There’s a sad truth among many of the best debut films from directors: many times, that first film ends up being his (or her) best. This list aims to acknowledge the directors who peaked early and were never able to achieve that initial greatness.
Some of these directors are gone, while others are still actively trying to match their prior, superior work. Some went on to have excellent careers full of excellent films, others followed their solid entrance with continual nonsense. No matter the case, there’s no denying the talent that accompanied these directors so early in their careers.
(Notes: I’m not counting short films, or directors who only made one feature. Sorry Charles Laughton.)
John Huston made many films that were arguably more critically admired than The Maltese Falcon. The Treasure of the Sierra Madre, The Asphalt Jungle, The African Queen, Fat City, Under the Volcano, hell, even Prizzi’s Honor – all great films in their own right. But nothing from Huston’s body of work stands out more than his flawless introductory film noir. “The stuff that dreams are made of.” Indeed.
Orson Welles – Citizen Kane (1941)
The most revered film debut of all time, Orson Welles’ Citizen Kane is the kind of movie that is fully deserving of its ceaseless praise. It is simply flawless from frame one to final. Yeah, the opening shot of Touch of Evil gets a lot of worthy play, and F for Fake is so perfectly… Welles, but nothing tops Kane. Period.
Sidney Lumet – 12 Angry Men (1957)
Possibly the most difficult inclusion on this list, as I am a steadfast admirer of Lumet’s The Pawnbroker, Serpico, Murder on the Orient Express, Network, Before the Devil Knows You’re Dead and especially Dog Day Afternoon. But, when forced to choose, I simply think that those 12 annoyed jurors remain the finest work Lumet ever captured on screen.
Mike Nichols – Who’s Afraid of Virginia Woolf? (1966)
This isn’t meant to take away from The Graduate, which is as fine a film documenting post-college confusion as I’ve ever seen, but as far as Mike Nichols’ filmography goes, nothing touches Who’s Afraid of Virginia Woolf. And, quite frankly, I feel that is all that needs to be said there.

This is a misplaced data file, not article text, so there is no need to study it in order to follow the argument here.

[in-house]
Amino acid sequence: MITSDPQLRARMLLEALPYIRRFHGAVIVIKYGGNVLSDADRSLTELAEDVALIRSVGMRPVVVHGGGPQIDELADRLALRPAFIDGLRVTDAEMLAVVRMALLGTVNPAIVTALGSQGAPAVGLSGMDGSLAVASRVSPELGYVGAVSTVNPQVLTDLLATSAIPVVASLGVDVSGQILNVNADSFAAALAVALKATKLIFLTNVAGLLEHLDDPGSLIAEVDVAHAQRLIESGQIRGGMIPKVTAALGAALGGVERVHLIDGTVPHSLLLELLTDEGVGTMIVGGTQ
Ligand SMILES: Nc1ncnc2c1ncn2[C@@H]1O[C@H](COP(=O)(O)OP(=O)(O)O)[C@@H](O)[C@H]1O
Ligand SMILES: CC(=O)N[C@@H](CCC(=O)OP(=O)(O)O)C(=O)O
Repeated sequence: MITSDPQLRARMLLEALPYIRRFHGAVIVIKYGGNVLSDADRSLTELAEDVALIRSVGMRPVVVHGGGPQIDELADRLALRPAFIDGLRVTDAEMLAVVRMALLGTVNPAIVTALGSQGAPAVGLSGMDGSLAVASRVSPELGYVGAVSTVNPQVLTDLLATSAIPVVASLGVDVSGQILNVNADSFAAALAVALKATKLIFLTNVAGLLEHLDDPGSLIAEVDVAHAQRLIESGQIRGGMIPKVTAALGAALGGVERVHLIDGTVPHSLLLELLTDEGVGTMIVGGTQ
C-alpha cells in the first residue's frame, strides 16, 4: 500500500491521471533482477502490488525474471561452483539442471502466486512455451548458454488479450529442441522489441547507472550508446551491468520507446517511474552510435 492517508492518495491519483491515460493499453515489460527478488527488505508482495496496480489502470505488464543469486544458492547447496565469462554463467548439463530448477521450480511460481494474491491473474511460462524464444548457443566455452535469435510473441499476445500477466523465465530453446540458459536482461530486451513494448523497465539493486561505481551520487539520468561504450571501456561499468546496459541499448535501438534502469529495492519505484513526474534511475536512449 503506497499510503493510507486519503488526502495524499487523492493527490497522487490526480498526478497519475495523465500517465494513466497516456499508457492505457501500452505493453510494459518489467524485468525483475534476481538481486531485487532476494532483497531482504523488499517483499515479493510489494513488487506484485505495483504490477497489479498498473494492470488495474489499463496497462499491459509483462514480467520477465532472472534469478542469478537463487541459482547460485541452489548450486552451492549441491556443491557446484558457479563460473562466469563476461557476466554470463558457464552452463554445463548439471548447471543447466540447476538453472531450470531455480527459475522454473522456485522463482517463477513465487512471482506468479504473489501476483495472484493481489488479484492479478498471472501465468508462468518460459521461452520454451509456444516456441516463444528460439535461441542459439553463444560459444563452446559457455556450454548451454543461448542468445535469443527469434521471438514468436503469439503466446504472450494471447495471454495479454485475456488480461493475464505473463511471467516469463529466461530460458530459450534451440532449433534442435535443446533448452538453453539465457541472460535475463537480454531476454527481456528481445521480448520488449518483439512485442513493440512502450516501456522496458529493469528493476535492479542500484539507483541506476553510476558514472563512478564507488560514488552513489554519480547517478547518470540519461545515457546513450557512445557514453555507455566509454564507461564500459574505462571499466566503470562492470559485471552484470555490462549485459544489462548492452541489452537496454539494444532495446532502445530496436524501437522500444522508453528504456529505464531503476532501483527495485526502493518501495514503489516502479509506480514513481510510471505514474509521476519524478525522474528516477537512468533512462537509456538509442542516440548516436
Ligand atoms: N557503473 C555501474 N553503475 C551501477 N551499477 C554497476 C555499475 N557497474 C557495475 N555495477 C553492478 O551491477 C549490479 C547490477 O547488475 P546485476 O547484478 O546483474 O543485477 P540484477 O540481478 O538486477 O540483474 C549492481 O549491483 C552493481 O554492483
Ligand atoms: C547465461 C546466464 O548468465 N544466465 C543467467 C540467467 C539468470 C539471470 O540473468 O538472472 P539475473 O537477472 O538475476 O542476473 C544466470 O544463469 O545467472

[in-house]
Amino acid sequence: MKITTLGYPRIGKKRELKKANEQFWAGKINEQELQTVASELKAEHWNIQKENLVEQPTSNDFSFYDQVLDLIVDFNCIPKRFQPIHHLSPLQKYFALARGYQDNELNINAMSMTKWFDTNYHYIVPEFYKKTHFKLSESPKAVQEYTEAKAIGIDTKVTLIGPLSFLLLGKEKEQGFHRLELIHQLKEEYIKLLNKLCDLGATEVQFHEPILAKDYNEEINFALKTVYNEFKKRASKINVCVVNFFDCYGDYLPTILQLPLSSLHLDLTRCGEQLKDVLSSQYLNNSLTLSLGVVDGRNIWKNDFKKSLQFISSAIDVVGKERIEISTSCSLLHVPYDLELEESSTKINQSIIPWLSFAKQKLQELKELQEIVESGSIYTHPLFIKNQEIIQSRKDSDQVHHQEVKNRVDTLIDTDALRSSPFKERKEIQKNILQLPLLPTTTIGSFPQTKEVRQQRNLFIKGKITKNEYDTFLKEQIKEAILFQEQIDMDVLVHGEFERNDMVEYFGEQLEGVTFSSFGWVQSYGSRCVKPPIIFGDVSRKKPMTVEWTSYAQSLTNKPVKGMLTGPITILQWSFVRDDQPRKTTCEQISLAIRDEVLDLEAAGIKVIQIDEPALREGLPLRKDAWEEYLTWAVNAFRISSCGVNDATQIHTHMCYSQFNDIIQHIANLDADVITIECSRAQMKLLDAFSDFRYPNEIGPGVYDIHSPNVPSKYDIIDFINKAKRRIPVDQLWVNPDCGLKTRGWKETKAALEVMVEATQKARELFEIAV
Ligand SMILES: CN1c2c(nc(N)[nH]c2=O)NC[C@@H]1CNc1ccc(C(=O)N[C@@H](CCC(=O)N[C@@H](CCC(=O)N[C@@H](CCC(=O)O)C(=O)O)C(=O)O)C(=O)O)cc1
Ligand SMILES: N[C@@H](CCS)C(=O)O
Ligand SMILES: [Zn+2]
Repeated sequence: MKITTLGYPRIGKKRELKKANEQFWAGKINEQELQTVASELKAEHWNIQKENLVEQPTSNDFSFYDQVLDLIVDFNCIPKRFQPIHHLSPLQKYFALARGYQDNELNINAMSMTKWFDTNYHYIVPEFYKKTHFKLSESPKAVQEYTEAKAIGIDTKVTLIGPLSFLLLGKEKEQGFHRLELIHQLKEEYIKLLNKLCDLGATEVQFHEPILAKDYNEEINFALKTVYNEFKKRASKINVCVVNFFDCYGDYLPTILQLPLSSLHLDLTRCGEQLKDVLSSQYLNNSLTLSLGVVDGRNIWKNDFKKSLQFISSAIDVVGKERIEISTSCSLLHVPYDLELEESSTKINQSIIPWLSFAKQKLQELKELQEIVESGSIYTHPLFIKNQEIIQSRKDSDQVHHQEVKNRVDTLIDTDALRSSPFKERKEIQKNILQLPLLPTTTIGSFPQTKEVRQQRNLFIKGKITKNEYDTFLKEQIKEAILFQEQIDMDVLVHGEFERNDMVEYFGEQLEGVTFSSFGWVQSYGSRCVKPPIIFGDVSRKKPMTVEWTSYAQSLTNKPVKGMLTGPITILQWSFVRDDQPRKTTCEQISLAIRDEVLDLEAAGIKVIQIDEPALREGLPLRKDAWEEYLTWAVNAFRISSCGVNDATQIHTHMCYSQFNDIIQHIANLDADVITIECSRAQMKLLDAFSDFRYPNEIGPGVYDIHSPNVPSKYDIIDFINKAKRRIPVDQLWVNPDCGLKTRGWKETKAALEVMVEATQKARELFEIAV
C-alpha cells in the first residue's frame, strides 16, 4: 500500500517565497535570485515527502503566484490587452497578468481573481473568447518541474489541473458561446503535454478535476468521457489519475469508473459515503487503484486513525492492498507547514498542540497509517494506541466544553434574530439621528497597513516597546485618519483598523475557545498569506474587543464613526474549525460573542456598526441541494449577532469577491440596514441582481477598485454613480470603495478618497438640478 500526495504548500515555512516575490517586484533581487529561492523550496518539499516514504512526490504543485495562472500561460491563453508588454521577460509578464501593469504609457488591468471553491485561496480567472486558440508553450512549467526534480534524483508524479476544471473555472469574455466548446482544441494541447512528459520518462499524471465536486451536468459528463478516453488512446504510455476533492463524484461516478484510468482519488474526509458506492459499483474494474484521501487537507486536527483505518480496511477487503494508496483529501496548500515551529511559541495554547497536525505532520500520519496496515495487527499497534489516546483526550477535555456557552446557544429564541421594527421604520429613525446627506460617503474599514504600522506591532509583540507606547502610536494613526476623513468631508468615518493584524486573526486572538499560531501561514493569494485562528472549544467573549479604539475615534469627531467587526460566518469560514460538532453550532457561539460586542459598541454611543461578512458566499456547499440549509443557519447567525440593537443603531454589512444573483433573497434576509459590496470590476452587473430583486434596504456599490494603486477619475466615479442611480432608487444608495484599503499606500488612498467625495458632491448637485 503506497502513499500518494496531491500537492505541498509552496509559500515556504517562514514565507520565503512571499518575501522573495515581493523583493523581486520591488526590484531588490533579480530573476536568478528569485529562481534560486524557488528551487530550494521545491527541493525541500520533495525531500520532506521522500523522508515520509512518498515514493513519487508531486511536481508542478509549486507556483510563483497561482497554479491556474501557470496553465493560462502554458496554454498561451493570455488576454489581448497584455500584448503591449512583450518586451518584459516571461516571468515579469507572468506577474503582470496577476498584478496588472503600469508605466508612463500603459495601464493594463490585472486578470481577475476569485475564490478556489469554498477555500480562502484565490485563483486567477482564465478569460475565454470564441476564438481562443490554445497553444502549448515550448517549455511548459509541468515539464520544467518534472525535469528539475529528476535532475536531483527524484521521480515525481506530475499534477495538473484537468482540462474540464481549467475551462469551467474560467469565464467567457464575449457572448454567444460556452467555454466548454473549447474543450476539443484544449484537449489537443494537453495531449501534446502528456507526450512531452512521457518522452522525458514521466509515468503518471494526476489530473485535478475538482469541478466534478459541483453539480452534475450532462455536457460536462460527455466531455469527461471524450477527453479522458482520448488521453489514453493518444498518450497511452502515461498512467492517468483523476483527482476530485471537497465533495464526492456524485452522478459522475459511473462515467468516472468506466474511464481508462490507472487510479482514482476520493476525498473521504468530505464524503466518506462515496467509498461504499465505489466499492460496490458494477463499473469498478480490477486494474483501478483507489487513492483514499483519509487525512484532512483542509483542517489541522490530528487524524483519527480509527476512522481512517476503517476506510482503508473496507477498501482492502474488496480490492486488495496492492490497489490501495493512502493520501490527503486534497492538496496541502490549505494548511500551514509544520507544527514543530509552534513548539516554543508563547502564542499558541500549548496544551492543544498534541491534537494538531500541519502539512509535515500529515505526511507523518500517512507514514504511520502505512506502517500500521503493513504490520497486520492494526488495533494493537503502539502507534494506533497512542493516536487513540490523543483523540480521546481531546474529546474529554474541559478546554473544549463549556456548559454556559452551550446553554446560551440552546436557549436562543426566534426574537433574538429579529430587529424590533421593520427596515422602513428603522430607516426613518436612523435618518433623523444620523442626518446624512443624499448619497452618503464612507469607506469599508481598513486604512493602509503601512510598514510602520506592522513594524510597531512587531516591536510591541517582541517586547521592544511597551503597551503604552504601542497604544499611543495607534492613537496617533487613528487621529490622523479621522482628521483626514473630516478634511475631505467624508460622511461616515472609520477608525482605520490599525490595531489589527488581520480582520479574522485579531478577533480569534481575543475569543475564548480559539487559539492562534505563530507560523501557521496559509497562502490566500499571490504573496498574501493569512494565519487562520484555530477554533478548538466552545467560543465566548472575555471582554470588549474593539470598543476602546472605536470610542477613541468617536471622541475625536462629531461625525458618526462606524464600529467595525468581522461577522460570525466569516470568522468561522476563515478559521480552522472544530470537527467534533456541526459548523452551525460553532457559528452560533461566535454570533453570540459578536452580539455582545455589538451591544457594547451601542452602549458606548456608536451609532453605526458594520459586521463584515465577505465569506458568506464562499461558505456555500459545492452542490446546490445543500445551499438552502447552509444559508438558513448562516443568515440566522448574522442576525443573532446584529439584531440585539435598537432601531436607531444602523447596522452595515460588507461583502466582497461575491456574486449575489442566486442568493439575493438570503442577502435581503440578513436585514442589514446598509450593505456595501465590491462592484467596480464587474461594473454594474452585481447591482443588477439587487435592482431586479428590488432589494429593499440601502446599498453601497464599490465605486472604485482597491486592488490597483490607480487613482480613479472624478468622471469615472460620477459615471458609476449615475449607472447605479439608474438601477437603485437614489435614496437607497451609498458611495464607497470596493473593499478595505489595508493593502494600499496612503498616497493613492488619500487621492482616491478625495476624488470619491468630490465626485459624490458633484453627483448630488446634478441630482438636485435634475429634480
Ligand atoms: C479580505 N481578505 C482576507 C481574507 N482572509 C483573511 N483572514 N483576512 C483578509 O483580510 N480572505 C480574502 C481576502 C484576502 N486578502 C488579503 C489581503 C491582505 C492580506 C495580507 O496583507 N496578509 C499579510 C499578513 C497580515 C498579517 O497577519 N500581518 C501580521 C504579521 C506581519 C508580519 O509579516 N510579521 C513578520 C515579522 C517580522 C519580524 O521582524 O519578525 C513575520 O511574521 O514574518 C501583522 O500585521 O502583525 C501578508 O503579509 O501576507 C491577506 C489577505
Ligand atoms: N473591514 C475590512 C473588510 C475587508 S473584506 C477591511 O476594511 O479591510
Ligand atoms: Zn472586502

George A. Romero – Night of the Living Dead (1968)
I entered George A. Romero’s career the completely wrong way, by starting now and ending then. And while I was completely unfazed by his 21st century misfires (Land of the Dead, Diary of the Dead) as I slowly traced my way back, I saw what all the fuss was about. Day of the Dead and Dawn of the Dead have left their appropriate marks on the genre, but nothing touches the campiness of his first. It’s perfect.
Dennis Hopper – Easy Rider (1969)
Easy Rider changed things. It spoke so candidly of a generation of people longing to have their voices heard. On a film level, it asserted itself as the definition of American independent cinema. Dennis Hopper and Peter Fonda did it their own way, and the reaped the rewards. Since then…?
Tobe Hooper – The Texas Chainsaw Massacre (1974)
If Tobe Hooper has made a decent film since crafting what I consider the best horror film of all time, then I haven’t seen it. (Note: Poltergeist has never done it for me, and likely never will.)
Robert Redford – Ordinary People (1980)
Quiz Show is a very fine film. One that encapsulates the time period it depicts rather flawlessly. It’s the smartest, most entertaining film of Redford’s directorial career, but, in my mind, is no match for the realistic pain evident in every frame of Ordinary People.
Cameron Crowe – Say Anything… (1989)